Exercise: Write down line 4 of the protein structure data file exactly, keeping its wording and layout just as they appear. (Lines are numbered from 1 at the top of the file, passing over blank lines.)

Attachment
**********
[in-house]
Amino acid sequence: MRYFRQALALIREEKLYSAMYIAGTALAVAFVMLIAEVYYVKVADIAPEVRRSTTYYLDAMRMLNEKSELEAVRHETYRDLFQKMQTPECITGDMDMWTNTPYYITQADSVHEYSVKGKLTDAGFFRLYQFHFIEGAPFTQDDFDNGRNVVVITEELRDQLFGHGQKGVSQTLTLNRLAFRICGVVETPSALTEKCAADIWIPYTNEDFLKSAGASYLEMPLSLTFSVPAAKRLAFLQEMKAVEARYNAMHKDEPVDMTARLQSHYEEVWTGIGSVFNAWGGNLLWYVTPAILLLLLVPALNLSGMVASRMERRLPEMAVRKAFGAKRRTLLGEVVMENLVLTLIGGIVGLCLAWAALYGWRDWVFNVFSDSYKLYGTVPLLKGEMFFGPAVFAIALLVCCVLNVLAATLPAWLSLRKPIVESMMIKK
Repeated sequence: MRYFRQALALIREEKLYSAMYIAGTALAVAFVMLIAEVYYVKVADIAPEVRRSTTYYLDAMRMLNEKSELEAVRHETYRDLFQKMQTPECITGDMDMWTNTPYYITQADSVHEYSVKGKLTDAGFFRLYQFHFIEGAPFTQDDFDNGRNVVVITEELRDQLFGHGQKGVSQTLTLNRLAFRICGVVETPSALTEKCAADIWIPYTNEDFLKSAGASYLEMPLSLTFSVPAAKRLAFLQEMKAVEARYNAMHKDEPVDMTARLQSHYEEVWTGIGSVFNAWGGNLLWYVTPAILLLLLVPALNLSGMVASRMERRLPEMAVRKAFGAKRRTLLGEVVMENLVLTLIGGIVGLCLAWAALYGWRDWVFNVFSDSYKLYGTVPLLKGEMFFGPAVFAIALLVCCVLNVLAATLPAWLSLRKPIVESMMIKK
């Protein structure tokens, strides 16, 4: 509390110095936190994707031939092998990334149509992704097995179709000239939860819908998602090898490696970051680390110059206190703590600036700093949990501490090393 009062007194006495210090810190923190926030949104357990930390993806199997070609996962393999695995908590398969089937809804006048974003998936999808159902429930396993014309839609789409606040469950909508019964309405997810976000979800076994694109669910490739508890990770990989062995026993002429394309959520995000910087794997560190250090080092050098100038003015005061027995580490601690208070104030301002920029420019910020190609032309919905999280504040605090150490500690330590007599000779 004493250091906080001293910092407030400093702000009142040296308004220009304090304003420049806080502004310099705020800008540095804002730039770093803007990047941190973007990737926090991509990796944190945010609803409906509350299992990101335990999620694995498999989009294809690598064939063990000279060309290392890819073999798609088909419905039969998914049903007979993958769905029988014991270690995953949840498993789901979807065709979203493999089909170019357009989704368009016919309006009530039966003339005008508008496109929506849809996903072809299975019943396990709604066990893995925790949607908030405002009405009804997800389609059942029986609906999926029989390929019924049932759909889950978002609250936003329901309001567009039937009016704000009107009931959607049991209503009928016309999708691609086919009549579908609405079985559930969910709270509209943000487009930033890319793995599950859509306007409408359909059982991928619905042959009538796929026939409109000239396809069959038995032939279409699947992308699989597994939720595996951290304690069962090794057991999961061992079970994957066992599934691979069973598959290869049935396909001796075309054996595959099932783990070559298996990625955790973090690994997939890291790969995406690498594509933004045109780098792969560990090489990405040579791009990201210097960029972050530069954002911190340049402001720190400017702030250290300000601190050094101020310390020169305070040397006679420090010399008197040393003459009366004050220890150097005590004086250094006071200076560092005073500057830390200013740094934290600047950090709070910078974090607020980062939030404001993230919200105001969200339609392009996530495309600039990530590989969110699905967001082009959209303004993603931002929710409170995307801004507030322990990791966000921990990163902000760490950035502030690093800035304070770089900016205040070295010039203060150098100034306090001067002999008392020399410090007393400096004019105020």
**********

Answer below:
């Protein structure tokens, strides 16, 4: 509390110095936190994707031939092998990334149509992704097995179709000239939860819908998602090898490696970051680390110059206190703590600036700093949990501490090393 009062007194006495210090810190923190926030949104357990930390993806199997070609996962393999695995908590398969089937809804006048974003998936999808159902429930396993014309839609789409606040469950909508019964309405997810976000979800076994694109669910490739508890990770990989062995026993002429394309959520995000910087794997560190250090080092050098100038003015005061027995580490601690208070104030301002920029420019910020190609032309919905999280504040605090150490500690330590007599000779 004493250091906080001293910092407030400093702000009142040296308004220009304090304003420049806080502004310099705020800008540095804002730039770093803007990047941190973007990737926090991509990796944190945010609803409906509350299992990101335990999620694995498999989009294809690598064939063990000279060309290392890819073999798609088909419905039969998914049903007979993958769905029988014991270690995953949840498993789901979807065709979203493999089909170019357009989704368009016919309006009530039966003339005008508008496109929506849809996903072809299975019943396990709604066990893995925790949607908030405002009405009804997800389609059942029986609906999926029989390929019924049932759909889950978002609250936003329901309001567009039937009016704000009107009931959607049991209503009928016309999708691609086919009549579908609405079985559930969910709270509209943000487009930033890319793995599950859509306007409408359909059982991928619905042959009538796929026939409109000239396809069959038995032939279409699947992308699989597994939720595996951290304690069962090794057991999961061992079970994957066992599934691979069973598959290869049935396909001796075309054996595959099932783990070559298996990625955790973090690994997939890291790969995406690498594509933004045109780098792969560990090489990405040579791009990201210097960029972050530069954002911190340049402001720190400017702030250290300000601190050094101020310390020169305070040397006679420090010399008197040393003459009366004050220890150097005590004086250094006071200076560092005073500057830390200013740094934290600047950090709070910078974090607020980062939030404001993230919200105001969200339609392009996530495309600039990530590989969110699905967001082009959209303004993603931002929710409170995307801004507030322990990791966000921990990163902000760490950035502030690093800035304070770089900016205040070295010039203060150098100034306090001067002999008392020399410090007393400096004019105020």